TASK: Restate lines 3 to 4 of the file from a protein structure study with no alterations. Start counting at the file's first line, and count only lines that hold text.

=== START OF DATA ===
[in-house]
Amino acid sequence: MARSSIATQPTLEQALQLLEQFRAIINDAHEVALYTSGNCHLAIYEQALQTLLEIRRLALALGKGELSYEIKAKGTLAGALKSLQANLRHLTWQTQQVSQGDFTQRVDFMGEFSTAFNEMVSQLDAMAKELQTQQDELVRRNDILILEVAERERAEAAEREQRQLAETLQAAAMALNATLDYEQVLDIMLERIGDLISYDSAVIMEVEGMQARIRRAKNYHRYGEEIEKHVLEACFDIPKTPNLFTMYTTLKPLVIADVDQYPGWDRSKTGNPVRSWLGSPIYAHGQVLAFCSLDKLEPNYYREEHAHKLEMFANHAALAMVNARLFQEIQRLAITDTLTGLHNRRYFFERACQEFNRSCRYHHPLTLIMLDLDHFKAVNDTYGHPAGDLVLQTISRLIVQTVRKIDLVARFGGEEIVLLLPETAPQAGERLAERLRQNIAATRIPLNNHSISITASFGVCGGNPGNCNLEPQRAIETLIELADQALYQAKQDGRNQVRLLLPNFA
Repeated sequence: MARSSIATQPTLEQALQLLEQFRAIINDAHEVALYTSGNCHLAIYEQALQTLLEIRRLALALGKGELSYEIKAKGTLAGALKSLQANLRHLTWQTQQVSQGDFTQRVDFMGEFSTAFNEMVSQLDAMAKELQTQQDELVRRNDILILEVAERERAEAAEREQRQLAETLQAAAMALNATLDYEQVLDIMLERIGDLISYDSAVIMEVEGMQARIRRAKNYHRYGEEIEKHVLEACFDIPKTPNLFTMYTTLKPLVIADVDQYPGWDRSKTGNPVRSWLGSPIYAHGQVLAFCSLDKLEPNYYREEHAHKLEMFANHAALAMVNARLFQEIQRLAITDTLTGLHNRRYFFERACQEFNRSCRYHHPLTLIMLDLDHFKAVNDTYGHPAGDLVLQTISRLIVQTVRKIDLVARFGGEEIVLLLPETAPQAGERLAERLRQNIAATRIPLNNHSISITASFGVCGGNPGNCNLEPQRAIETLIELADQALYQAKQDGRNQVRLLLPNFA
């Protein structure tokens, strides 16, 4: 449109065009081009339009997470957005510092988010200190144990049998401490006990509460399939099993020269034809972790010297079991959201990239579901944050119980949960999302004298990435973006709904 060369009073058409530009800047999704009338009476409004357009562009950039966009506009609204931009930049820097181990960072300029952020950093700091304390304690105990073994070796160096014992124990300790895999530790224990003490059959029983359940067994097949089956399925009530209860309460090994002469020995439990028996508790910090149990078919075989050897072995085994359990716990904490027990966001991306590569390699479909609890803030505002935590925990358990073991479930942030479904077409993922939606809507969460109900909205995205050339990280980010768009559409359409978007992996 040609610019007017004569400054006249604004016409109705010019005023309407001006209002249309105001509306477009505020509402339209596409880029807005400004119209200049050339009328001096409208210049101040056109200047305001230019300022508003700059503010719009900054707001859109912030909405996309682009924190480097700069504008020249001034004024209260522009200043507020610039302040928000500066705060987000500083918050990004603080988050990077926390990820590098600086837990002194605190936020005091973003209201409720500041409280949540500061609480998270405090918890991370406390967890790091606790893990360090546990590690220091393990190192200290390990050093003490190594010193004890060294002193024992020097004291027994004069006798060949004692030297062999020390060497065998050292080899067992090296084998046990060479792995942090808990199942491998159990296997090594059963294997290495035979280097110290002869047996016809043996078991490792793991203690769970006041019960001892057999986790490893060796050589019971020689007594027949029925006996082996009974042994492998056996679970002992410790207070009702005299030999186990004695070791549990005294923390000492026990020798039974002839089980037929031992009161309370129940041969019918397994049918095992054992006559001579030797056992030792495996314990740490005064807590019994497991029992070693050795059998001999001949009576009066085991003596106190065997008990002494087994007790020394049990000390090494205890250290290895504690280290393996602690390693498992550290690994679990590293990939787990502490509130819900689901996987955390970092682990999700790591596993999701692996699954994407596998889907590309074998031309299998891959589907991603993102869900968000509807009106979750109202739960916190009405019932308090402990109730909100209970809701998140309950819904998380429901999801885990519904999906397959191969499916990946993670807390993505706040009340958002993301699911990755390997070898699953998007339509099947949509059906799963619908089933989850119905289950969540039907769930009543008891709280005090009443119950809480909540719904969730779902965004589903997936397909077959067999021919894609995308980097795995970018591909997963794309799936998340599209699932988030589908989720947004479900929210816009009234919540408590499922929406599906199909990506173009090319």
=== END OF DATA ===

Repeated sequence: MARSSIATQPTLEQALQLLEQFRAIINDAHEVALYTSGNCHLAIYEQALQTLLEIRRLALALGKGELSYEIKAKGTLAGALKSLQANLRHLTWQTQQVSQGDFTQRVDFMGEFSTAFNEMVSQLDAMAKELQTQQDELVRRNDILILEVAERERAEAAEREQRQLAETLQAAAMALNATLDYEQVLDIMLERIGDLISYDSAVIMEVEGMQARIRRAKNYHRYGEEIEKHVLEACFDIPKTPNLFTMYTTLKPLVIADVDQYPGWDRSKTGNPVRSWLGSPIYAHGQVLAFCSLDKLEPNYYREEHAHKLEMFANHAALAMVNARLFQEIQRLAITDTLTGLHNRRYFFERACQEFNRSCRYHHPLTLIMLDLDHFKAVNDTYGHPAGDLVLQTISRLIVQTVRKIDLVARFGGEEIVLLLPETAPQAGERLAERLRQNIAATRIPLNNHSISITASFGVCGGNPGNCNLEPQRAIETLIELADQALYQAKQDGRNQVRLLLPNFA
């Protein structure tokens, strides 16, 4: 449109065009081009339009997470957005510092988010200190144990049998401490006990509460399939099993020269034809972790010297079991959201990239579901944050119980949960999302004298990435973006709904 060369009073058409530009800047999704009338009476409004357009562009950039966009506009609204931009930049820097181990960072300029952020950093700091304390304690105990073994070796160096014992124990300790895999530790224990003490059959029983359940067994097949089956399925009530209860309460090994002469020995439990028996508790910090149990078919075989050897072995085994359990716990904490027990966001991306590569390699479909609890803030505002935590925990358990073991479930942030479904077409993922939606809507969460109900909205995205050339990280980010768009559409359409978007992996 040609610019007017004569400054006249604004016409109705010019005023309407001006209002249309105001509306477009505020509402339209596409880029807005400004119209200049050339009328001096409208210049101040056109200047305001230019300022508003700059503010719009900054707001859109912030909405996309682009924190480097700069504008020249001034004024209260522009200043507020610039302040928000500066705060987000500083918050990004603080988050990077926390990820590098600086837990002194605190936020005091973003209201409720500041409280949540500061609480998270405090918890991370406390967890790091606790893990360090546990590690220091393990190192200290390990050093003490190594010193004890060294002193024992020097004291027994004069006798060949004692030297062999020390060497065998050292080899067992090296084998046990060479792995942090808990199942491998159990296997090594059963294997290495035979280097110290002869047996016809043996078991490792793991203690769970006041019960001892057999986790490893060796050589019971020689007594027949029925006996082996009974042994492998056996679970002992410790207070009702005299030999186990004695070791549990005294923390000492026990020798039974002839089980037929031992009161309370129940041969019918397994049918095992054992006559001579030797056992030792495996314990740490005064807590019994497991029992070693050795059998001999001949009576009066085991003596106190065997008990002494087994007790020394049990000390090494205890250290290895504690280290393996602690390693498992550290690994679990590293990939787990502490509130819900689901996987955390970092682990999700790591596993999701692996699954994407596998889907590309074998031309299998891959589907991603993102869900968000509807009106979750109202739960916190009405019932308090402990109730909100209970809701998140309950819904998380429901999801885990519904999906397959191969499916990946993670807390993505706040009340958002993301699911990755390997070898699953998007339509099947949509059906799963619908089933989850119905289950969540039907769930009543008891709280005090009443119950809480909540719904969730779902965004589903997936397909077959067999021919894609995308980097795995970018591909997963794309799936998340599209699932988030589908989720947004479900929210816009009234919540408590499922929406599906199909990506173009090319």